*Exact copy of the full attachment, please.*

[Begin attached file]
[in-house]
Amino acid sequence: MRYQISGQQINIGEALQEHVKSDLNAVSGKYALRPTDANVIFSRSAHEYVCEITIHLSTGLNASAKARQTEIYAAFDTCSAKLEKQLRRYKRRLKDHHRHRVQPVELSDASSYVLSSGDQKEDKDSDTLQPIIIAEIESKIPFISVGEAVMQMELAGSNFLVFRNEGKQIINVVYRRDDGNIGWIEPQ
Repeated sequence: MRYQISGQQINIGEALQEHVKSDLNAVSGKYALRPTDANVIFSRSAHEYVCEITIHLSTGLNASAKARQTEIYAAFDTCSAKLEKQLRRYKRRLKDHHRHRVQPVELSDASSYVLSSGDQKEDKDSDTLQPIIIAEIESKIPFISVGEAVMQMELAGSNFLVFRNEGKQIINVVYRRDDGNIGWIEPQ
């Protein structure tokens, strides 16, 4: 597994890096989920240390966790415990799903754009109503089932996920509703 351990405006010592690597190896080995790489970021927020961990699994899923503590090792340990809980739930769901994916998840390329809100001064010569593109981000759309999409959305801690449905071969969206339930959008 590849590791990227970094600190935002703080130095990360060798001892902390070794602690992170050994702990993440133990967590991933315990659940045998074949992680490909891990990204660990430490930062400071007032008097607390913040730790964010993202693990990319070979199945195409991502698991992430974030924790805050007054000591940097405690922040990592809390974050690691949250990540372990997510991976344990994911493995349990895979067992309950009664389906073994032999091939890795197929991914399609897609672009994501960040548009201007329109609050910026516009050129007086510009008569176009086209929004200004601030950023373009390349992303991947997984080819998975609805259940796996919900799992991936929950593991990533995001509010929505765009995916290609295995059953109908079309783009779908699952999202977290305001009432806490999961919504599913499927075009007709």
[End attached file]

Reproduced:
[in-house]
Amino acid sequence: MRYQISGQQINIGEALQEHVKSDLNAVSGKYALRPTDANVIFSRSAHEYVCEITIHLSTGLNASAKARQTEIYAAFDTCSAKLEKQLRRYKRRLKDHHRHRVQPVELSDASSYVLSSGDQKEDKDSDTLQPIIIAEIESKIPFISVGEAVMQMELAGSNFLVFRNEGKQIINVVYRRDDGNIGWIEPQ
Repeated sequence: MRYQISGQQINIGEALQEHVKSDLNAVSGKYALRPTDANVIFSRSAHEYVCEITIHLSTGLNASAKARQTEIYAAFDTCSAKLEKQLRRYKRRLKDHHRHRVQPVELSDASSYVLSSGDQKEDKDSDTLQPIIIAEIESKIPFISVGEAVMQMELAGSNFLVFRNEGKQIINVVYRRDDGNIGWIEPQ
């Protein structure tokens, strides 16, 4: 597994890096989920240390966790415990799903754009109503089932996920509703 351990405006010592690597190896080995790489970021927020961990699994899923503590090792340990809980739930769901994916998840390329809100001064010569593109981000759309999409959305801690449905071969969206339930959008 590849590791990227970094600190935002703080130095990360060798001892902390070794602690992170050994702990993440133990967590991933315990659940045998074949992680490909891990990204660990430490930062400071007032008097607390913040730790964010993202693990990319070979199945195409991502698991992430974030924790805050007054000591940097405690922040990592809390974050690691949250990540372990997510991976344990994911493995349990895979067992309950009664389906073994032999091939890795197929991914399609897609672009994501960040548009201007329109609050910026516009050129007086510009008569176009086209929004200004601030950023373009390349992303991947997984080819998975609805259940796996919900799992991936929950593991990533995001509010929505765009995916290609295995059953109908079309783009779908699952999202977290305001009432806490999961919504599913499927075009007709």